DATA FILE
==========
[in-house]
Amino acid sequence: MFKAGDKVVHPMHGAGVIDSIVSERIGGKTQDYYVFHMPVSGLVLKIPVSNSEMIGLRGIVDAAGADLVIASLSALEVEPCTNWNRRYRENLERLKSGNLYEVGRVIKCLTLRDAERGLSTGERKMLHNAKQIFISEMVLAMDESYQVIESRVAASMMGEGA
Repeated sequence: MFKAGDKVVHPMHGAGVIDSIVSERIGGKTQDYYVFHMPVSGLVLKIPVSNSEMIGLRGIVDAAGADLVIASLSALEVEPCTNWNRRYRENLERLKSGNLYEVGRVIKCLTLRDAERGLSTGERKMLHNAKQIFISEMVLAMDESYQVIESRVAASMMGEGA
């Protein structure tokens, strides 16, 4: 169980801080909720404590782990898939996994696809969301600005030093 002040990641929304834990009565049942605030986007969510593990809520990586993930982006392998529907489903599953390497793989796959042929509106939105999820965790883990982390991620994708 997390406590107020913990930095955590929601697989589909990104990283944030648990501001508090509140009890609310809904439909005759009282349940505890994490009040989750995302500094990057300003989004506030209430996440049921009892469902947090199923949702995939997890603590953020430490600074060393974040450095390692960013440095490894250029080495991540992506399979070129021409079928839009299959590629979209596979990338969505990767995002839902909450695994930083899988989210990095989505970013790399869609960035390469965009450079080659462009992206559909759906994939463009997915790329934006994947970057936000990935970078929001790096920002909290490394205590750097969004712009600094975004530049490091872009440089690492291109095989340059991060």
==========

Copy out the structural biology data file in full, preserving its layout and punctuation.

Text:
[in-house]
Amino acid sequence: MFKAGDKVVHPMHGAGVIDSIVSERIGGKTQDYYVFHMPVSGLVLKIPVSNSEMIGLRGIVDAAGADLVIASLSALEVEPCTNWNRRYRENLERLKSGNLYEVGRVIKCLTLRDAERGLSTGERKMLHNAKQIFISEMVLAMDESYQVIESRVAASMMGEGA
Repeated sequence: MFKAGDKVVHPMHGAGVIDSIVSERIGGKTQDYYVFHMPVSGLVLKIPVSNSEMIGLRGIVDAAGADLVIASLSALEVEPCTNWNRRYRENLERLKSGNLYEVGRVIKCLTLRDAERGLSTGERKMLHNAKQIFISEMVLAMDESYQVIESRVAASMMGEGA
């Protein structure tokens, strides 16, 4: 169980801080909720404590782990898939996994696809969301600005030093 002040990641929304834990009565049942605030986007969510593990809520990586993930982006392998529907489903599953390497793989796959042929509106939105999820965790883990982390991620994708 997390406590107020913990930095955590929601697989589909990104990283944030648990501001508090509140009890609310809904439909005759009282349940505890994490009040989750995302500094990057300003989004506030209430996440049921009892469902947090199923949702995939997890603590953020430490600074060393974040450095390692960013440095490894250029080495991540992506399979070129021409079928839009299959590629979209596979990338969505990767995002839902909450695994930083899988989210990095989505970013790399869609960035390469965009450079080659462009992206559909759906994939463009997915790329934006994947970057936000990935970078929001790096920002909290490394205590750097969004712009600094975004530049490091872009440089690492291109095989340059991060």